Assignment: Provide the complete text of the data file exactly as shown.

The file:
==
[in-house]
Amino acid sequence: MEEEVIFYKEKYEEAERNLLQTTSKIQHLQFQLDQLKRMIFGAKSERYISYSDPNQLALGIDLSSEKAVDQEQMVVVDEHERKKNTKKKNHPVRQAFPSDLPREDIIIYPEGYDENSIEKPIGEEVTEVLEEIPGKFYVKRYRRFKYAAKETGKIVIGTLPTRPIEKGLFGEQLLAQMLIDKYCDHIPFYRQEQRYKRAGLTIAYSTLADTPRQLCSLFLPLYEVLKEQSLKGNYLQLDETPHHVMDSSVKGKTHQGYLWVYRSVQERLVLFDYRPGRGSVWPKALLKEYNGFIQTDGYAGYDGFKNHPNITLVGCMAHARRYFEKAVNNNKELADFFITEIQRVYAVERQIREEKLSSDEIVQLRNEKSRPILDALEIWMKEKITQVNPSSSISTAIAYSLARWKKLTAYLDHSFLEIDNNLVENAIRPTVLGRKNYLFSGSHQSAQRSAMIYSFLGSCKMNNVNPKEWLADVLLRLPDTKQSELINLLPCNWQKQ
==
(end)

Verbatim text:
[in-house]
Amino acid sequence: MEEEVIFYKEKYEEAERNLLQTTSKIQHLQFQLDQLKRMIFGAKSERYISYSDPNQLALGIDLSSEKAVDQEQMVVVDEHERKKNTKKKNHPVRQAFPSDLPREDIIIYPEGYDENSIEKPIGEEVTEVLEEIPGKFYVKRYRRFKYAAKETGKIVIGTLPTRPIEKGLFGEQLLAQMLIDKYCDHIPFYRQEQRYKRAGLTIAYSTLADTPRQLCSLFLPLYEVLKEQSLKGNYLQLDETPHHVMDSSVKGKTHQGYLWVYRSVQERLVLFDYRPGRGSVWPKALLKEYNGFIQTDGYAGYDGFKNHPNITLVGCMAHARRYFEKAVNNNKELADFFITEIQRVYAVERQIREEKLSSDEIVQLRNEKSRPILDALEIWMKEKITQVNPSSSISTAIAYSLARWKKLTAYLDHSFLEIDNNLVENAIRPTVLGRKNYLFSGSHQSAQRSAMIYSFLGSCKMNNVNPKEWLADVLLRLPDTKQSELINLLPCNWQKQ